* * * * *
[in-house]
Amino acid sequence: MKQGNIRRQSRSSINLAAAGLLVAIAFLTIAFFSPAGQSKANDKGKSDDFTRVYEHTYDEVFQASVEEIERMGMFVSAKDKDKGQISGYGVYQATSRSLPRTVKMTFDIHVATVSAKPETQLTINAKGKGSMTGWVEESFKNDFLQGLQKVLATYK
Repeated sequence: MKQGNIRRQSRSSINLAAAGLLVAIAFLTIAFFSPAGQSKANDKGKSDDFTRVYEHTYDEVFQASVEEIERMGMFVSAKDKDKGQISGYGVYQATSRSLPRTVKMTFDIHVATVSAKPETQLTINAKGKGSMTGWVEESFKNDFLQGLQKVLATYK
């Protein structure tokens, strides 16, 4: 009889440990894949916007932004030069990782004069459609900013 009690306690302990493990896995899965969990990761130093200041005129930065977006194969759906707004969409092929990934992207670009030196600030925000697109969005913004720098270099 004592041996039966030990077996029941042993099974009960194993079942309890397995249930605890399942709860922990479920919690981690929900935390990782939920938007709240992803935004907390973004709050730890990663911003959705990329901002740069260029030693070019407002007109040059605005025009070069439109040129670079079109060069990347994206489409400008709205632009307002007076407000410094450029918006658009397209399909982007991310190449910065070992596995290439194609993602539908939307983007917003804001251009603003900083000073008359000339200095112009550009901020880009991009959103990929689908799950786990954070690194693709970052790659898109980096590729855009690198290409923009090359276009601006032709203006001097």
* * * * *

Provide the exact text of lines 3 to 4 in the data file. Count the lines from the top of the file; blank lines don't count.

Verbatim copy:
Repeated sequence: MKQGNIRRQSRSSINLAAAGLLVAIAFLTIAFFSPAGQSKANDKGKSDDFTRVYEHTYDEVFQASVEEIERMGMFVSAKDKDKGQISGYGVYQATSRSLPRTVKMTFDIHVATVSAKPETQLTINAKGKGSMTGWVEESFKNDFLQGLQKVLATYK
């Protein structure tokens, strides 16, 4: 009889440990894949916007932004030069990782004069459609900013 009690306690302990493990896995899965969990990761130093200041005129930065977006194969759906707004969409092929990934992207670009030196600030925000697109969005913004720098270099 004592041996039966030990077996029941042993099974009960194993079942309890397995249930605890399942709860922990479920919690981690929900935390990782939920938007709240992803935004907390973004709050730890990663911003959705990329901002740069260029030693070019407002007109040059605005025009070069439109040129670079079109060069990347994206489409400008709205632009307002007076407000410094450029918006658009397209399909982007991310190449910065070992596995290439194609993602539908939307983007917003804001251009603003900083000073008359000339200095112009550009901020880009991009959103990929689908799950786990954070690194693709970052790659898109980096590729855009690198290409923009090359276009601006032709203006001097």